As the United States steps back from international development, China is launching huge infrastructure projects as a way to broaden its global influence. For scholars at the University of Colorado Boulder, this trend raises new questions they aim to address with support from the Henry Luce Foundation.
The CU Boulder Center for Asian Studies has won a three-year Asia Responsive Grant from the Luce Foundation for a project called “China Made: Asian Infrastructures and the ‘China Model’ of Development.”
Asia Responsive Grants support collaborative research to improve understanding between the United States and the Asia-Pacific region. During the China Made project, the Center for Asian Studies will collaborate with the Institute for Humanities and Social Sciences at the University of Hong Kong.
Studying the effect of new roads, airports and pipelines might seem narrow, but the issue has broad implications: In 2013, China launched the “Belt and Road” initiative, in which it has spent about $150 billion annually in 68 countries along the Silk Road and Maritime Silk Road. This effort is part of China’s goal of becoming a leading global power by 2050.
China’s initiative raises questions in fields beyond political science, notes Tim Oakes, the center’s director. Oakes says there’s rising interest in infrastructure across the social sciences and even in the humanities.
“And that might seem kind of odd. Why would somebody in an anthropology department care about a pipeline or a road? But, in fact, it’s become a very lively research field.” At the same time, Oakes says, there’s a research gap: “There’s so much interest in this, and yet very few people who are writing about this are writing about China, and China is in many respects the world’s paradigmatic infrastructure state.”
China invests seven times what the United States invests in infrastructure, as measured by proportion of gross domestic product. “China’s entire foreign policy in many respects is all about building infrastructure in other countries.”
The United States has often tied its international-development expenditures to the promotion of human rights, democracy, “the kinds of values the United States likes to project abroad.”
“China likes to present itself as an alternative model in which it is saying, ‘We don’t need to get into ideology. We don’t need to get into the internal affairs of (other) states. We are simply there to help build things, and that’s a win-win for everybody.’”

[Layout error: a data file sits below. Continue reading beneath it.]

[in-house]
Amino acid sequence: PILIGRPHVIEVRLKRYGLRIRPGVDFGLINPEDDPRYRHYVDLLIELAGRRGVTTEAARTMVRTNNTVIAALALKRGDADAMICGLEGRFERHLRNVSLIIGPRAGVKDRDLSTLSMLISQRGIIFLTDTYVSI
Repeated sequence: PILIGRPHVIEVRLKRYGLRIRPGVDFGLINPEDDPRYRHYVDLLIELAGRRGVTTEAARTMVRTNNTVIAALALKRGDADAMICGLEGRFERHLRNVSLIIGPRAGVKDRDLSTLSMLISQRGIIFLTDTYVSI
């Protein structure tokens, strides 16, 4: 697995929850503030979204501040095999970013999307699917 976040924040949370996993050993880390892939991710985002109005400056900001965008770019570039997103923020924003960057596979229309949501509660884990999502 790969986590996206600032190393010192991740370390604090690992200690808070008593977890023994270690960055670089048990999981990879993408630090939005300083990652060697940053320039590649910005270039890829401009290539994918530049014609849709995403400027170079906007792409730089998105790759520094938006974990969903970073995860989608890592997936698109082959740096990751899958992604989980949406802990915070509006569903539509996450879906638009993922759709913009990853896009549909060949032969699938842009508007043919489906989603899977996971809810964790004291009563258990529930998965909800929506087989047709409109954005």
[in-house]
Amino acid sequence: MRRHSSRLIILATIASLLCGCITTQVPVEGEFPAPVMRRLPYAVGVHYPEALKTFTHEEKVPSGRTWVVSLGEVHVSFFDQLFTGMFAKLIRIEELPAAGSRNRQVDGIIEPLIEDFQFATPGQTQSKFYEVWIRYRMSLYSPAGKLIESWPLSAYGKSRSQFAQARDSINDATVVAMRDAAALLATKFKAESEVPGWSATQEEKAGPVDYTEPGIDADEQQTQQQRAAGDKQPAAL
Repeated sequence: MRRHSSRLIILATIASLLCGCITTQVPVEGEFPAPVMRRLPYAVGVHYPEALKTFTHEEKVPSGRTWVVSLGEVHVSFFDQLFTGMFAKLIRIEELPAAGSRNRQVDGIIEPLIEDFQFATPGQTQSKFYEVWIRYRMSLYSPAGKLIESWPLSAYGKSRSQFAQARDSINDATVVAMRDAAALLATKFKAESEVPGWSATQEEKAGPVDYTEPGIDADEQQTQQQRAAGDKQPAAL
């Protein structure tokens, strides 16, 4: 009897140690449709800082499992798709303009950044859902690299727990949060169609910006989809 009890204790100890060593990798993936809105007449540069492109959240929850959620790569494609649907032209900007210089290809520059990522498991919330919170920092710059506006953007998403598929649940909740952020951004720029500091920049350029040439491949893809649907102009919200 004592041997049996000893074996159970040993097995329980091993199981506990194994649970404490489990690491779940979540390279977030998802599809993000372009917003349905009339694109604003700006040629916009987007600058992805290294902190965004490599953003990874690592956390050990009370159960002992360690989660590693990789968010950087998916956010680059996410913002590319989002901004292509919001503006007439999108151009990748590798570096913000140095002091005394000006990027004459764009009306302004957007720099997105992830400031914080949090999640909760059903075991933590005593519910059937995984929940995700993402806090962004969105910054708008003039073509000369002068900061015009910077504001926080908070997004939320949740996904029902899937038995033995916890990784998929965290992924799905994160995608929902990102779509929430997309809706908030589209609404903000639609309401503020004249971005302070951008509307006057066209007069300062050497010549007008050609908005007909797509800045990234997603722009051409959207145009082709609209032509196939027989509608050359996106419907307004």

Oakes and his collaborators, including Emily Yeh of Geography, will focus on infrastructure development both in China and in other countries.
He emphasized that the research goal is not solely geopolitical. “We really need to look at the infrastructures themselves. We really need to draw from what’s been going on in infrastructure studies.”
Such qualitative research is labor intensive, requiring time on the ground, language skills, cultural knowledge. “You can’t just look at spreadsheets. You can’t just go in and see a dam or building and say, ‘This is what’s happening.’”
The goal is to study the effects of the new infrastructure in the social and cultural contexts in which they’ve been built, or, according to Oakes, to look at: “What kinds of political effects do they have, intended and unintended?”
Such questions arise as some academic world views are shifting, Oakes said.
“In terms of social theory, we’re in kind of a post-human or post-humanist moment in which the material world that we live in is viewed as an increasingly important part of how we analyze the social.”
Part of the change in perspective reflects an understanding that climate change is a part of the world we live in now, “and that any study of social processes needs to account for the dynamic environment we live in and how that has effects on how society is constituted and organized and how it changes.”
He added, “People who just thought of themselves as social scientists are increasingly interested in thinking about the broader environmental world or the non-human world that impacts human society.”
Infrastructure undergirds that “non-human world.”
The China Made project aims to shift the academic focus from broader geopolitical and international relations perspectives to a “finer grained analysis” of the infrastructures themselves and the on-the-ground social and cultural dimensions of their construction, Oakes states.
China Made will include new postdoctoral and graduate research positions, the development of online scholarly resources for project participants and the academic community, and three academic conferences—two of which will be hosted by the Center for Asian Studies.